Hooey who? This F400 rides like a luxury sedan
I guess I shouldn’t be surprised that mountain bike technology has advanced since I bought my last 21-speed. But my old Gary Fisher Hoo Koo E Koo was such a dependable ride for these last eight years that updating my bike was far from my mind. Until I brought the Hooey in for repairs and found that the clunky, old steed required $200 to get moving again. I inquired if we were approaching the point where a new bike might not be more economically wise than a $200 repair bill for a junker that cost under $800 in 1997.
No sooner had I asked than the wrenchman wheeled in a sparkling new Cannondale F400. OK, not exactly new – it was a 2003 model that had yet to find a home. But the price was sparkling, 40 percent off the list price, making it some $300 less than I paid for the Fisher. And with the promise that it was a flat-out better ride than Hooey ever was.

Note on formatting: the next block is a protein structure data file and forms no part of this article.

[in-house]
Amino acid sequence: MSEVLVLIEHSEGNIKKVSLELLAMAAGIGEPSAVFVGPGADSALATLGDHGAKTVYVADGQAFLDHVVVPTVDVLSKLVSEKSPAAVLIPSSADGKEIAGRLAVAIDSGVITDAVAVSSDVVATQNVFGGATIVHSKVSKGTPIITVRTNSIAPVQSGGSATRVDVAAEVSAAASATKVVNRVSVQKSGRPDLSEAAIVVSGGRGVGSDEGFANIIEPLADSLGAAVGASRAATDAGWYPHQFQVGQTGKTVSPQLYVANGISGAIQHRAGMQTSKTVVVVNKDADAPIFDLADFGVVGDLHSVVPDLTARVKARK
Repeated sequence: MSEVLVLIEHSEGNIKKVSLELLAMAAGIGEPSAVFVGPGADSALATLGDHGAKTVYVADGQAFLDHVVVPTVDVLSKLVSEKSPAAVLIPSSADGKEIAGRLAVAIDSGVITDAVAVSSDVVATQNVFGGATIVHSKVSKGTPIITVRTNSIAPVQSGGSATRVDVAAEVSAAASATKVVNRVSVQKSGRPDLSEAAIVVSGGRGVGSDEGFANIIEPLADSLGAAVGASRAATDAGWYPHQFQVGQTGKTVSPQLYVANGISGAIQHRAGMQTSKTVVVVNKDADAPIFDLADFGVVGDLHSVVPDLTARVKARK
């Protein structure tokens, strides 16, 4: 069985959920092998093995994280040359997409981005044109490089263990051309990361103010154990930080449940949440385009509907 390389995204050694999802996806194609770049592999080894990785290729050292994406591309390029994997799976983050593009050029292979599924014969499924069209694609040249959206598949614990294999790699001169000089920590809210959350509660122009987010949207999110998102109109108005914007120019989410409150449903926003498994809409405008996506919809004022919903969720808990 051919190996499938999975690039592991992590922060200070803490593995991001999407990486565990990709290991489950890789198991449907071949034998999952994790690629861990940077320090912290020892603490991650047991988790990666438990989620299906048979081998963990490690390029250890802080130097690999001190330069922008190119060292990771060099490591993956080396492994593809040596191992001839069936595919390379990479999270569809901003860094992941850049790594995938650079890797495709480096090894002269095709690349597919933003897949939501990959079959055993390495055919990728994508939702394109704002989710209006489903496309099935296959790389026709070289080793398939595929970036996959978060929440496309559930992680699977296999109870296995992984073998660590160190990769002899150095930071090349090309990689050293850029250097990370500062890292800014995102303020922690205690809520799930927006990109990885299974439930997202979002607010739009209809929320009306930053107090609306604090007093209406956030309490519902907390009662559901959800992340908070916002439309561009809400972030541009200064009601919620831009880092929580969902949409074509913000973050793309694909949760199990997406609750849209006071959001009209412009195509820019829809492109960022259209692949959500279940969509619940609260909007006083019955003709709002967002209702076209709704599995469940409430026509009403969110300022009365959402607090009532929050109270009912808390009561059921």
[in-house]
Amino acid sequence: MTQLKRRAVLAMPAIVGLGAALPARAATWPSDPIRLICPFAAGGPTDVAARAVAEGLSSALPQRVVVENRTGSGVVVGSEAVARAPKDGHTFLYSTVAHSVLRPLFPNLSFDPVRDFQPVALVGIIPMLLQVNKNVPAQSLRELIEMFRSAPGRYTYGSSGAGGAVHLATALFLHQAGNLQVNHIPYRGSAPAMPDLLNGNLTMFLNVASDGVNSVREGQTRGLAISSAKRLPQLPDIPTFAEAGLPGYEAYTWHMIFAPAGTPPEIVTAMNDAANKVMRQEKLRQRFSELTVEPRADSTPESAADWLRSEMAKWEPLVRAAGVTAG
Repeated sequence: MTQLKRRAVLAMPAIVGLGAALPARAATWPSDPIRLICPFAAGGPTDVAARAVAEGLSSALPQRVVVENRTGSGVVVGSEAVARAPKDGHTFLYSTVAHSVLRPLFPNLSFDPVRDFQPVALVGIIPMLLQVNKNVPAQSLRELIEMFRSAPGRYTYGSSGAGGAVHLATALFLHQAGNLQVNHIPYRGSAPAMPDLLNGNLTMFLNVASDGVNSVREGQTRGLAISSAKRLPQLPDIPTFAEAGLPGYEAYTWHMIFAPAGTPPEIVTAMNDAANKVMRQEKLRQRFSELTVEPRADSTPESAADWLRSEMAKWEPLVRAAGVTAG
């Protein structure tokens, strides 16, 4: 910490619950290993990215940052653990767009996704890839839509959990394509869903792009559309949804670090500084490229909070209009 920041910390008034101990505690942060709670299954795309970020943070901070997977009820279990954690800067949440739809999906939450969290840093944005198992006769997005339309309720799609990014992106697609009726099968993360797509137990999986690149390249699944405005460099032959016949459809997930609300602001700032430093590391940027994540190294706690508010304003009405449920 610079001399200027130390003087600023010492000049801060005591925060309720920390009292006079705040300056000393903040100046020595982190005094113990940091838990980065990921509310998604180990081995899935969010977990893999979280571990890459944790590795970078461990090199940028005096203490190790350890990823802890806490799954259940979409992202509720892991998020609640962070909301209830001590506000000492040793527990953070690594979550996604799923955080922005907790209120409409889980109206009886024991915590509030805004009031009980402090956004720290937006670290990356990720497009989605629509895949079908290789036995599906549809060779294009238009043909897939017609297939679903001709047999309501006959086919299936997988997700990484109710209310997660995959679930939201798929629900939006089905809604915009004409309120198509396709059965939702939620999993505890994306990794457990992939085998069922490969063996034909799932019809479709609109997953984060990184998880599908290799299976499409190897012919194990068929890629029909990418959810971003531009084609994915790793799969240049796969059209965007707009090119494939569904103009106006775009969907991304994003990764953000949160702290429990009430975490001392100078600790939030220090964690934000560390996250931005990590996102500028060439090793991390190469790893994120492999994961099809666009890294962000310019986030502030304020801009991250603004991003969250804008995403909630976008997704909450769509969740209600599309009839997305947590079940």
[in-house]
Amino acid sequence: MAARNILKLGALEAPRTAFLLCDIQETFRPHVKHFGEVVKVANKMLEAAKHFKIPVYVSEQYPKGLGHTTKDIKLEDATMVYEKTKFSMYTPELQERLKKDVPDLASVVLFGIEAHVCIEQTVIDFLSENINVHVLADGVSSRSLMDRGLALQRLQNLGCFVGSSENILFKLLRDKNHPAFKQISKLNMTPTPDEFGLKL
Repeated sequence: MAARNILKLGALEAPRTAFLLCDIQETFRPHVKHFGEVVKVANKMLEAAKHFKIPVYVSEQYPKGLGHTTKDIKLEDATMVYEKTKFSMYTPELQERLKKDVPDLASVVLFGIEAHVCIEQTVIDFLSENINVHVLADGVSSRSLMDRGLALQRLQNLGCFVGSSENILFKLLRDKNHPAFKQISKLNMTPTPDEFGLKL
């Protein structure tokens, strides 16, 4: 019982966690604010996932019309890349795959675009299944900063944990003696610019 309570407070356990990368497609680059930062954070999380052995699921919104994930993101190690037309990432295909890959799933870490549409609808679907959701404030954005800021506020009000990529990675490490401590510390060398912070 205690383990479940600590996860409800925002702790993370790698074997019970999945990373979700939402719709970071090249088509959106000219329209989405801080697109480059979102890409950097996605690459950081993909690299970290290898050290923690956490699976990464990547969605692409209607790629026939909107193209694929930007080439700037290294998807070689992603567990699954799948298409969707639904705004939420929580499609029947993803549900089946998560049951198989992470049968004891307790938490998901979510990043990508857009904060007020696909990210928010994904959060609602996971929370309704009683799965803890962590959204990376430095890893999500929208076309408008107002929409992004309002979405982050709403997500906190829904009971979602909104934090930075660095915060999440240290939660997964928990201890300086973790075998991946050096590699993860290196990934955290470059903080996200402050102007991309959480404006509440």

Jeezumcrow, what a difference! First of all, if lightness is the first criterion for mountain bike excellence, my hats off to the industry for their work over the last eight years. The Cannondale might as well weigh nothing. Combined with the flex of the steering and the major upgrade in suspension, this has required major adjustments. Every time I jump a curb, for example, it feels as if I’m about to take off. I’ve had no small number of near accidents over the last few weeks, and I attribute it to the ease of handling the F400. Sometimes I plum forget I’m riding a bike. The big question, to be answered very soon: Is this piece of tinfoil able to handle a real singletrack ride?
So far, though, for tooling around town, the F400 gets a wholehearted recommendation. Especially if you can pick it up at a steep discount. Now there’s the small matter of remembering I’m on a bike, not in the back seat of a luxury sedan.Stewart Oksenhorn’s e-mail address is firstname.lastname@example.org
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